As part of my ongoing research into magic in the Renaissance, I have followed the lead of Catholic Historian William Thomas Walsh who suggested that there were revolutionary cells within Europe that directed and organized the Reformation.
One of my own theories (backed by some evidence such as letters from the magician Cornelius Agrippa to a Benedictan Abbot) is that these cells practiced magic.
However, while figures such as John Dee, Giordano Bruno, and Cornelius Agrippa are more famous, there are a number of lesser luminaries that I have come across. Furthermore, while much research has been done on Elizabethan magic, there is little work on magic being practiced by the previous generation of Tudors under Henry VIII.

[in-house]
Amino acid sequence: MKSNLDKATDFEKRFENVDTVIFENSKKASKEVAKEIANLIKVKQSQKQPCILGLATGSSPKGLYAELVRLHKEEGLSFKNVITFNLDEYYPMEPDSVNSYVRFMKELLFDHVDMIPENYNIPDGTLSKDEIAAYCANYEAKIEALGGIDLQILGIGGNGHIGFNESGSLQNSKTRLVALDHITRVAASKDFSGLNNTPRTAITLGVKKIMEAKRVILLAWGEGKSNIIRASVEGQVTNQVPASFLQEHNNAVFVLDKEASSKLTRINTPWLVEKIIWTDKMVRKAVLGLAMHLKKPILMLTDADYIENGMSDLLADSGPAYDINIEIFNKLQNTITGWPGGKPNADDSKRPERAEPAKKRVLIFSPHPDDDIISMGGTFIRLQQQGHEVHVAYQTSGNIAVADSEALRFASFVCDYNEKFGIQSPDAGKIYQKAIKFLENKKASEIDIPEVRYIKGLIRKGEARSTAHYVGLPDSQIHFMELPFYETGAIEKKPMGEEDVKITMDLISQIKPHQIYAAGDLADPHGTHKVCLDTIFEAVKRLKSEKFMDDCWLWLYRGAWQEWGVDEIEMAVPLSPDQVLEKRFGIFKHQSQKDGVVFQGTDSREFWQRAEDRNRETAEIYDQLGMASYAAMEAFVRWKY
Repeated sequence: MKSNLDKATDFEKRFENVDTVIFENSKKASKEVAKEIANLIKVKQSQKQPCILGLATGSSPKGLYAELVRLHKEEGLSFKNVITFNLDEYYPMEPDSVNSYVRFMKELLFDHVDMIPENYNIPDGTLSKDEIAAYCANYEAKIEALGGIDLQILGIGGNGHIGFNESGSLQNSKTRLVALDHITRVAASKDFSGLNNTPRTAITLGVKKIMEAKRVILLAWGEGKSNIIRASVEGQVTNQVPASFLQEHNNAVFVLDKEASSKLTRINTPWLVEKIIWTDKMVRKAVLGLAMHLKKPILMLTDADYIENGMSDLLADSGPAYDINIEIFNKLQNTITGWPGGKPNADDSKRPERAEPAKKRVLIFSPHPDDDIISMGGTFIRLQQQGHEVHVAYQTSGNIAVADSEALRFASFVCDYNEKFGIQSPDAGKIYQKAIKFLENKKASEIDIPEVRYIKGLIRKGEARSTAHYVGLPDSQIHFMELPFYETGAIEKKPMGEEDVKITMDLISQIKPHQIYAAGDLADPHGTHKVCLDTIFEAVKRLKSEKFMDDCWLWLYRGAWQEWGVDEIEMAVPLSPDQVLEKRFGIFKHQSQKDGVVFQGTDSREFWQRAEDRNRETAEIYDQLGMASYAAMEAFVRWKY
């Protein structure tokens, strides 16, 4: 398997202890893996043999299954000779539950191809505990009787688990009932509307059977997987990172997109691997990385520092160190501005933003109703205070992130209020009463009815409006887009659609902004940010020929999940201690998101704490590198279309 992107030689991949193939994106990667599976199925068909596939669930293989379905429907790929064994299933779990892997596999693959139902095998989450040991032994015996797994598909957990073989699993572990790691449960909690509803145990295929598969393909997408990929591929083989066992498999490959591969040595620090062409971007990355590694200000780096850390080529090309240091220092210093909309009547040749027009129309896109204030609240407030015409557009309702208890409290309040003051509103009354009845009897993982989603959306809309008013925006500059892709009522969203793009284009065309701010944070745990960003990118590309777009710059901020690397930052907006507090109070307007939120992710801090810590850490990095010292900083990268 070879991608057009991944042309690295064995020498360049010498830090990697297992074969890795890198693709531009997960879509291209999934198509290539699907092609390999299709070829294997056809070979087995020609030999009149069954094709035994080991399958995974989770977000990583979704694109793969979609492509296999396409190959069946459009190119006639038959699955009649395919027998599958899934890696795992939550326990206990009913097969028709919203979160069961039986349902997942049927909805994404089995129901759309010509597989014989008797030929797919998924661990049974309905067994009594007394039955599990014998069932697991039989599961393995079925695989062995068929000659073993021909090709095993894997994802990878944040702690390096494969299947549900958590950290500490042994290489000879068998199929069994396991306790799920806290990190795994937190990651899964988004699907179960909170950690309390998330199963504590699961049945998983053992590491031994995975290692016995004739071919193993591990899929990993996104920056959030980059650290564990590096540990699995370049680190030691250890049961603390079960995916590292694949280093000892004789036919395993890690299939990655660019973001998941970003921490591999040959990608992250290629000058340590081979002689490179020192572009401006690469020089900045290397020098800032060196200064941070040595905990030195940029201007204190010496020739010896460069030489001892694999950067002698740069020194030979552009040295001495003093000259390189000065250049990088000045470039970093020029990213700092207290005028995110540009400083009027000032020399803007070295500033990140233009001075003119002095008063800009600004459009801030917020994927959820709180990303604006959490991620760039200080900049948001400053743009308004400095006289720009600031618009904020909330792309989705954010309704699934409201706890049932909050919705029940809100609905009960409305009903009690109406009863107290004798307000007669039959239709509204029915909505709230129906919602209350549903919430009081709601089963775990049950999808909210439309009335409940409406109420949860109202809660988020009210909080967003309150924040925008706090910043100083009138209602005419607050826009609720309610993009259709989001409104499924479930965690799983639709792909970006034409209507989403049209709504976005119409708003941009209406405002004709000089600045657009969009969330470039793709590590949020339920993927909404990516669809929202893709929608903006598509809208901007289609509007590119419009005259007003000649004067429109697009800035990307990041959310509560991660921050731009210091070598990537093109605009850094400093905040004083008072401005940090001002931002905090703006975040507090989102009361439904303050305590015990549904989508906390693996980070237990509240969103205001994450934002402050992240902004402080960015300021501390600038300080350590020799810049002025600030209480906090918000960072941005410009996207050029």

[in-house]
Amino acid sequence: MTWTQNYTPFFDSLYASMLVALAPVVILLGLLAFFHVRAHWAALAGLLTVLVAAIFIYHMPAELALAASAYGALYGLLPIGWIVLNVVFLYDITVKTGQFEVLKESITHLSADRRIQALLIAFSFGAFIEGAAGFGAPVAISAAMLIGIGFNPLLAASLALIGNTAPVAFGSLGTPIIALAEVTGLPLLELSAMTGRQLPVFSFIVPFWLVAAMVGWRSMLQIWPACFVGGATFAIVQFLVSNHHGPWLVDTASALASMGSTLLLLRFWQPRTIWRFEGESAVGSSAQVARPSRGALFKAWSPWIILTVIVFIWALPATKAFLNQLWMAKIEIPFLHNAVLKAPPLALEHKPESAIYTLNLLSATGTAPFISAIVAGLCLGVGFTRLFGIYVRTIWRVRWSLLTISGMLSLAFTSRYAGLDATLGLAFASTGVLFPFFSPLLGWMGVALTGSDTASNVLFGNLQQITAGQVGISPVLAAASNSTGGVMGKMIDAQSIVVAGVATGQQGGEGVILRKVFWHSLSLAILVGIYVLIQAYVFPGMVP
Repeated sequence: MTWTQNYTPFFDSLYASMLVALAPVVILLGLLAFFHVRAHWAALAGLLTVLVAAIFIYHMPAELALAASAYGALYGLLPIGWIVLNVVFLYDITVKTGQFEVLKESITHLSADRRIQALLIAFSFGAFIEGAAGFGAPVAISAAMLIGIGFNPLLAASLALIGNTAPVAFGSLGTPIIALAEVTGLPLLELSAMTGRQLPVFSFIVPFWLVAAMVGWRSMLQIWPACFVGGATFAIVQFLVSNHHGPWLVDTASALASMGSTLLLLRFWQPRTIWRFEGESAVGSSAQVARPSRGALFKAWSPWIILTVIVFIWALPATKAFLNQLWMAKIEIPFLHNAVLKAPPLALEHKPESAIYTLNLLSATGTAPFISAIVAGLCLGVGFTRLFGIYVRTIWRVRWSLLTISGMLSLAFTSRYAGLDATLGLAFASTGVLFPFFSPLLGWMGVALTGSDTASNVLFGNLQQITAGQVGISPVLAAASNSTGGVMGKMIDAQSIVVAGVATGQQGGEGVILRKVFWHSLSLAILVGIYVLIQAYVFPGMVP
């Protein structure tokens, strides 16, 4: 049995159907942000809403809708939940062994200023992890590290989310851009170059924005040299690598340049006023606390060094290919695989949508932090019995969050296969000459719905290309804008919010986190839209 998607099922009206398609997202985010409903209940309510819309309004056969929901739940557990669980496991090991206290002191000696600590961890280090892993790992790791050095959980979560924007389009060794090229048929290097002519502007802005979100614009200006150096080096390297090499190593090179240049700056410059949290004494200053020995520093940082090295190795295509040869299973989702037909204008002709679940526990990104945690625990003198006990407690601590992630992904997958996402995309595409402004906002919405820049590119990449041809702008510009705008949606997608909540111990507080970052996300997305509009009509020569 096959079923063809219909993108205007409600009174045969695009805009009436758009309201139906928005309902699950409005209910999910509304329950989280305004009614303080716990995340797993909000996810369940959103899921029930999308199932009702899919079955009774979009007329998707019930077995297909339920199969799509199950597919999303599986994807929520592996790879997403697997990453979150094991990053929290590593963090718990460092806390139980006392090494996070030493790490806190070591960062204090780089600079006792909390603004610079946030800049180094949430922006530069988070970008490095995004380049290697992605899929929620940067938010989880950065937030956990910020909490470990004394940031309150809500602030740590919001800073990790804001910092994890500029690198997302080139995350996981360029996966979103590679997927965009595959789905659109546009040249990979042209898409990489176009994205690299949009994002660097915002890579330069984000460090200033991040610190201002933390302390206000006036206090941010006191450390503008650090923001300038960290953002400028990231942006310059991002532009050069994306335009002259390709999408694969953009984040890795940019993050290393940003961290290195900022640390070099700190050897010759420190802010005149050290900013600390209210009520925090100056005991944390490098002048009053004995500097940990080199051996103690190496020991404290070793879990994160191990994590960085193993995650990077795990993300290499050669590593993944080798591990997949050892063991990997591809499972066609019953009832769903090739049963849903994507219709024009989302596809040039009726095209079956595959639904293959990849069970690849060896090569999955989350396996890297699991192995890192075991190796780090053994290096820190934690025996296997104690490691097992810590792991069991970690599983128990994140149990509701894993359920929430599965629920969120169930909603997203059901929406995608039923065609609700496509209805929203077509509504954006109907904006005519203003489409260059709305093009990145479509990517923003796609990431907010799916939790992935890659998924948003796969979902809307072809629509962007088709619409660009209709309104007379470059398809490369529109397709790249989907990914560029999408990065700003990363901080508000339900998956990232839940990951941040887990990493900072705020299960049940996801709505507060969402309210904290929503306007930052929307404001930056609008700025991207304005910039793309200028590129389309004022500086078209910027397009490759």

Yet, in my research of the court of Henry VIII. I have come across an interesting figure in my research: the Carthusian monk, Dan Nicholas Hopkins, who acted as a “soothsayer” for The Duke of Buckingham, providing him with a series of prophecies. When Hopkins was arrested, the other Carthusians denied their connection to Hopkins’s magic.
As a result, we are left with a tantalizing hint that perhaps later magi such as John Dee did not appear out of nowhere, but were, in fact, links in a generational network of magicians who helped topple Christendom and build the modern world.